|The excitement at this year's BlizzCon was met with protests from protesters speaking against the Hong Kong controversy that involved a professional Hearthstone player / Photo by: tofuprod via Wikimedia Commons|
The excitement at this year's BlizzCon was met with protests from protesters speaking against the Hong Kong controversy that involved a professional Hearthstone player. Activision Blizzard President J. Allen Brack addressed the issue, stating their apology and holding responsibility for the controversy.
While Blizzard owned up the issue, Brack said they won’t be taking back their ban against the Hearthstone player and two Taiwanese casters.
Meanwhile, developers of the video game said the company should have handled the Hong Kong controversy differently.
Upholding the Ban
At the opening ceremony of BlizzCon 2019 last week, Brack addressed the controversy surrounding Blizzard’s decision to ban Hearthstone Gamemaster Chung “Blitzchung” Ng Wai and two Taiwanese casters.
Brack admitted that the company “moved too quickly with their decision” but they were not quick enough to speak with their audience.
“When I think about what I'm most unhappy about, there's really two things: The first one is that we didn't live up to the high standards that we set for ourselves. And the second is that we failed in our purpose,” he said, adding that he was sorry and that he accepts accountability.
“I hope it's clear how committed we are to everyone's right to express themselves, in all kinds of ways and all kinds of places.”
|Activision Blizzard President J. Allen Brack addressed the issue, stating their apology and holding responsibility for the controversy / Photo by: Marco Verch via Flickr|
Even with the apology and their stated commitment, Brack failed to speak about Blizzard’s decision to ban Chung and the two Taiwanese casters. PC Gamer, a UK-based magazine on PC Gaming franchises, spoke with Brack to clarify the company’s decision.
When asked if they are going to repeal the punishment against Chung and the casters, Brack directly said, "We are not." He added that they want official game broadcasts "to be about the games," when asked as to why Blizzard won't be lifting the punishment.
"Again, it's not about the content of Blitzchung's message. It's about the fact that it was not around the games," Brack noted.
"If we hadn't taken action, if we hadn't done something, you can imagine the trail that would be in our future around doing interviews. They would become times for people to make a statement about whatever they wanted to, on whatever issue."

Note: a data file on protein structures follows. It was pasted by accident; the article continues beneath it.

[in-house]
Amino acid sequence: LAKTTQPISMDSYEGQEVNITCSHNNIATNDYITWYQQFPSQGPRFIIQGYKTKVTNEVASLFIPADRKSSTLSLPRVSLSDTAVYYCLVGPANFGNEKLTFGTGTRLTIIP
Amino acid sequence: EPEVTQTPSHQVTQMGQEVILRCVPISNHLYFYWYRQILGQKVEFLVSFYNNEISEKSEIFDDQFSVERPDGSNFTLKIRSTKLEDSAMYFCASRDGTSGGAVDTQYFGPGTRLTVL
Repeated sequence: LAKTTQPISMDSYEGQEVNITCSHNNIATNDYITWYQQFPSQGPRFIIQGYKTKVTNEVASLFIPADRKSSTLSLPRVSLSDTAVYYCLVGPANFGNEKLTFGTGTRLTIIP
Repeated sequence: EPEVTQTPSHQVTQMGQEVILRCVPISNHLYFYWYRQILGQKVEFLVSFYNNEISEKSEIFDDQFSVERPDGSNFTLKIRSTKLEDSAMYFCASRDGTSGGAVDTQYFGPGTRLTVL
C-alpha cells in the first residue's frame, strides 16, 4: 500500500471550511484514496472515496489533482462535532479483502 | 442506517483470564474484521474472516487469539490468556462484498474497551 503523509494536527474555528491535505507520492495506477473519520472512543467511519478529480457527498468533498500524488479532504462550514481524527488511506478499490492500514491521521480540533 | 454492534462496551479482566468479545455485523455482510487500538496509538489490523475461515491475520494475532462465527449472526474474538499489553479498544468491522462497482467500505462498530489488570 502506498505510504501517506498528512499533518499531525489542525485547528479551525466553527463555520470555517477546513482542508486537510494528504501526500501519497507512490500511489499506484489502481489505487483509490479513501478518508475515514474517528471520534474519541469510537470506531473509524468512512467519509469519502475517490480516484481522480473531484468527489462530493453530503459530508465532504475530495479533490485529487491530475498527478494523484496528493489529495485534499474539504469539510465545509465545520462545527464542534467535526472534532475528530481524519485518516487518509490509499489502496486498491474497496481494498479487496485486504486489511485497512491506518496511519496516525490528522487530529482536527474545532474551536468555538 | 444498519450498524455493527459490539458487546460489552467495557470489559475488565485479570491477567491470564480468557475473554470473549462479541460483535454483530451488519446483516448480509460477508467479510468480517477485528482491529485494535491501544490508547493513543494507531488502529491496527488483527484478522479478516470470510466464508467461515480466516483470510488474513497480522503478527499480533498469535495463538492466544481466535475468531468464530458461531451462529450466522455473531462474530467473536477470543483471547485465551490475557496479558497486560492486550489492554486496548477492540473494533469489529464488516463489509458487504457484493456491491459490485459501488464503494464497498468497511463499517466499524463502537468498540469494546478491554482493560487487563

The company president added that it wasn't a path they want to go down and that they want to keep the focus of the broadcast on the games. Brack clarified that while they don't want such statements on official broadcasts, Blizzard allows their players and employees to express themselves on any other platform such as their social media accounts.
With Blizzard being firm on their decision and protesters showing their support to the banned players, Hearthstone's developers were put in a tight spot. Game director Ben Lee and creative director Ben Thompson said they wished company executives were more delicate in handling the Hong Kong controversy.
"The initial decision was too harsh. Absolutely," Lee said during an interview with video game website Kotaku, referring to Chung's one-year suspension and loss of prize money. " [They] definitely should have taken more time to consider something more reasonable, but we can’t take that back."
For Thompson, the Hearthstone team's association with the issue is similar to the other teams in the company. He said the controversy was "less as associated with our game and more as associated with our company." The executive further widened his view to include the bigger situation in Hong Kong.
"It’s something that is, to be fair and honest, bigger than a gaming company. It’s bigger than [the] games, it’s bigger than our game. It’s something that’s dealt with on a global, sociological level," Thompson told Kotaku.
|With Blizzard being firm on their decision and protesters showing their support to the banned players, Hearthstone's developers were put in a tight spot / Photo by: Raimond Spekking via Wikimedia Commons|
Even as Blizzard tried to hush down the situation, which only fueled the people's anger, Thompson and Lee said they encourage team members to express their concerns internally.
Some of the team members feel Blizzard's response on a more personal level, according to Thompson, adding that it was something that they wanted to address. He also said they want their team members to be "as open as possible to express those feelings" and be comfortable to approach the higher-ups for leadership with those concerns, "wherever they fell on either side of the line or the middle or whatever it may be."
When asked about their reaction on the company's to not repeal the ban on the players and continue prohibiting political commentary during official events, Kotaku reports that both Lee and Thompson "largely feel like it’s the right way to go."
"Of course I celebrate – as we all do to some extent or another – free speech. You should be able to say what it is you want to say," Thompson told the video game website.
"I also understand what [Blizzard president] J. Allen Brack himself addressed in his internal communications and later on to the world at large, which is that being able to speak your mind and say how you feel from a personal level is always and should always be a welcome thing."
He added that doing so on a platform that isn't the player's and "done from a voice not your own to take control" s not considered as free speech.